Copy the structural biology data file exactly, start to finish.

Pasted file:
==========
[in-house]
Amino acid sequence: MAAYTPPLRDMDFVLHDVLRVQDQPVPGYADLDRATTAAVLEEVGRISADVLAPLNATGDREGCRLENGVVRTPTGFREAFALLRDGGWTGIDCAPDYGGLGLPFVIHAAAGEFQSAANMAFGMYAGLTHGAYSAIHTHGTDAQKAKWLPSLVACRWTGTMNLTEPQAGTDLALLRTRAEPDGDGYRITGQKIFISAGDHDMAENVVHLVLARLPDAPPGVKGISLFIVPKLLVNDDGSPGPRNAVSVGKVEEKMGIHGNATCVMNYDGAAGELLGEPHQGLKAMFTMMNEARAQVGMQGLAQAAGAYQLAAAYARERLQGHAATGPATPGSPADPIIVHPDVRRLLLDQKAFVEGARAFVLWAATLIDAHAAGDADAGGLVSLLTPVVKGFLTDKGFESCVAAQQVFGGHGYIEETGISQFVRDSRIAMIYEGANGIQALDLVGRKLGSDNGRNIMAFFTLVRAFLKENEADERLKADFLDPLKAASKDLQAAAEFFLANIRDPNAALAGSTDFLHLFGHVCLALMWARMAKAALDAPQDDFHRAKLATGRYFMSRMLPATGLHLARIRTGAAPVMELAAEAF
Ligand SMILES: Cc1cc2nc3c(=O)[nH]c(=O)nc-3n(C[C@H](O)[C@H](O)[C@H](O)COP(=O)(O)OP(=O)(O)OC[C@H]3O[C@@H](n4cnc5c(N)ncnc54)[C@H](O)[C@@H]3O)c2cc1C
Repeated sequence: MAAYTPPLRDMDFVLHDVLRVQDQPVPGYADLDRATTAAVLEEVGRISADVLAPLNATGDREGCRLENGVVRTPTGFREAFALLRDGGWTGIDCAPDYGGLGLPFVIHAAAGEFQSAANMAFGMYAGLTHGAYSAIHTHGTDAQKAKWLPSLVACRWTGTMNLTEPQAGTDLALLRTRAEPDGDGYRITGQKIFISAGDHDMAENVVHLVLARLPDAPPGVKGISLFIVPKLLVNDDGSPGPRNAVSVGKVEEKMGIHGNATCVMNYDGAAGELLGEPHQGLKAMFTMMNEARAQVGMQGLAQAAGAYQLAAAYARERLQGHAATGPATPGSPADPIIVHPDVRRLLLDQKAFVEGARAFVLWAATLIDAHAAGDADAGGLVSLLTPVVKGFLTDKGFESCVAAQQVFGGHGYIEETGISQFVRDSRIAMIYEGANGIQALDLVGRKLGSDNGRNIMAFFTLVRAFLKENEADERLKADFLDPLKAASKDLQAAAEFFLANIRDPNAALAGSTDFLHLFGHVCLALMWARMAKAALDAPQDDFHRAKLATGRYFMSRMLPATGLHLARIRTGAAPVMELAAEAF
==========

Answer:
[in-house]
Amino acid sequence: MAAYTPPLRDMDFVLHDVLRVQDQPVPGYADLDRATTAAVLEEVGRISADVLAPLNATGDREGCRLENGVVRTPTGFREAFALLRDGGWTGIDCAPDYGGLGLPFVIHAAAGEFQSAANMAFGMYAGLTHGAYSAIHTHGTDAQKAKWLPSLVACRWTGTMNLTEPQAGTDLALLRTRAEPDGDGYRITGQKIFISAGDHDMAENVVHLVLARLPDAPPGVKGISLFIVPKLLVNDDGSPGPRNAVSVGKVEEKMGIHGNATCVMNYDGAAGELLGEPHQGLKAMFTMMNEARAQVGMQGLAQAAGAYQLAAAYARERLQGHAATGPATPGSPADPIIVHPDVRRLLLDQKAFVEGARAFVLWAATLIDAHAAGDADAGGLVSLLTPVVKGFLTDKGFESCVAAQQVFGGHGYIEETGISQFVRDSRIAMIYEGANGIQALDLVGRKLGSDNGRNIMAFFTLVRAFLKENEADERLKADFLDPLKAASKDLQAAAEFFLANIRDPNAALAGSTDFLHLFGHVCLALMWARMAKAALDAPQDDFHRAKLATGRYFMSRMLPATGLHLARIRTGAAPVMELAAEAF
Ligand SMILES: Cc1cc2nc3c(=O)[nH]c(=O)nc-3n(C[C@H](O)[C@H](O)[C@H](O)COP(=O)(O)OP(=O)(O)OC[C@H]3O[C@@H](n4cnc5c(N)ncnc54)[C@H](O)[C@@H]3O)c2cc1C
Repeated sequence: MAAYTPPLRDMDFVLHDVLRVQDQPVPGYADLDRATTAAVLEEVGRISADVLAPLNATGDREGCRLENGVVRTPTGFREAFALLRDGGWTGIDCAPDYGGLGLPFVIHAAAGEFQSAANMAFGMYAGLTHGAYSAIHTHGTDAQKAKWLPSLVACRWTGTMNLTEPQAGTDLALLRTRAEPDGDGYRITGQKIFISAGDHDMAENVVHLVLARLPDAPPGVKGISLFIVPKLLVNDDGSPGPRNAVSVGKVEEKMGIHGNATCVMNYDGAAGELLGEPHQGLKAMFTMMNEARAQVGMQGLAQAAGAYQLAAAYARERLQGHAATGPATPGSPADPIIVHPDVRRLLLDQKAFVEGARAFVLWAATLIDAHAAGDADAGGLVSLLTPVVKGFLTDKGFESCVAAQQVFGGHGYIEETGISQFVRDSRIAMIYEGANGIQALDLVGRKLGSDNGRNIMAFFTLVRAFLKENEADERLKADFLDPLKAASKDLQAAAEFFLANIRDPNAALAGSTDFLHLFGHVCLALMWARMAKAALDAPQDDFHRAKLATGRYFMSRMLPATGLHLARIRTGAAPVMELAAEAF